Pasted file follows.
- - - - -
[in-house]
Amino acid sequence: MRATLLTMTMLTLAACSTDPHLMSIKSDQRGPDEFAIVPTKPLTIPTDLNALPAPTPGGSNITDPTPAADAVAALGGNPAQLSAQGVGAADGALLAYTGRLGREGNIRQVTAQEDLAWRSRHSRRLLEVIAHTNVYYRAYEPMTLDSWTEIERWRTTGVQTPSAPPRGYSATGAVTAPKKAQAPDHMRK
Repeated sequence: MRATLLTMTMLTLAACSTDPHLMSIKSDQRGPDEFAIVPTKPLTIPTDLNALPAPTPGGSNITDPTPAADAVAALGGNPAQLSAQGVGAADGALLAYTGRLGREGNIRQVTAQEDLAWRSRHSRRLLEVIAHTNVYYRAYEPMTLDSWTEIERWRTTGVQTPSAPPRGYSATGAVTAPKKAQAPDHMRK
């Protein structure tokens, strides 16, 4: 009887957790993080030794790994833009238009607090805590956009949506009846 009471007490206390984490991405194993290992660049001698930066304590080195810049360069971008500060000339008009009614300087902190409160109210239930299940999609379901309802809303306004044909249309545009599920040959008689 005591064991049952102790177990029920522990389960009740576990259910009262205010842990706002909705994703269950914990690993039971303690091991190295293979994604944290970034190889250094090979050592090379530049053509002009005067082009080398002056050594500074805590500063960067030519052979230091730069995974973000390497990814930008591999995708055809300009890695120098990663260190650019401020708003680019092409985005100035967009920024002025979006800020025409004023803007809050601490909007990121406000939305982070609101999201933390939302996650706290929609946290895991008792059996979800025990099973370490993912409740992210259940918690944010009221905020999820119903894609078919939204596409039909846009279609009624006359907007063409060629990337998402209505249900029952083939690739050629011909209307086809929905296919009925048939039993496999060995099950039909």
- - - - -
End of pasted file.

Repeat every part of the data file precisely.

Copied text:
[in-house]
Amino acid sequence: MRATLLTMTMLTLAACSTDPHLMSIKSDQRGPDEFAIVPTKPLTIPTDLNALPAPTPGGSNITDPTPAADAVAALGGNPAQLSAQGVGAADGALLAYTGRLGREGNIRQVTAQEDLAWRSRHSRRLLEVIAHTNVYYRAYEPMTLDSWTEIERWRTTGVQTPSAPPRGYSATGAVTAPKKAQAPDHMRK
Repeated sequence: MRATLLTMTMLTLAACSTDPHLMSIKSDQRGPDEFAIVPTKPLTIPTDLNALPAPTPGGSNITDPTPAADAVAALGGNPAQLSAQGVGAADGALLAYTGRLGREGNIRQVTAQEDLAWRSRHSRRLLEVIAHTNVYYRAYEPMTLDSWTEIERWRTTGVQTPSAPPRGYSATGAVTAPKKAQAPDHMRK
């Protein structure tokens, strides 16, 4: 009887957790993080030794790994833009238009607090805590956009949506009846 009471007490206390984490991405194993290992660049001698930066304590080195810049360069971008500060000339008009009614300087902190409160109210239930299940999609379901309802809303306004044909249309545009599920040959008689 005591064991049952102790177990029920522990389960009740576990259910009262205010842990706002909705994703269950914990690993039971303690091991190295293979994604944290970034190889250094090979050592090379530049053509002009005067082009080398002056050594500074805590500063960067030519052979230091730069995974973000390497990814930008591999995708055809300009890695120098990663260190650019401020708003680019092409985005100035967009920024002025979006800020025409004023803007809050601490909007990121406000939305982070609101999201933390939302996650706290929609946290895991008792059996979800025990099973370490993912409740992210259940918690944010009221905020999820119903894609078919939204596409039909846009279609009624006359907007063409060629990337998402209505249900029952083939690739050629011909209307086809929905296919009925048939039993496999060995099950039909």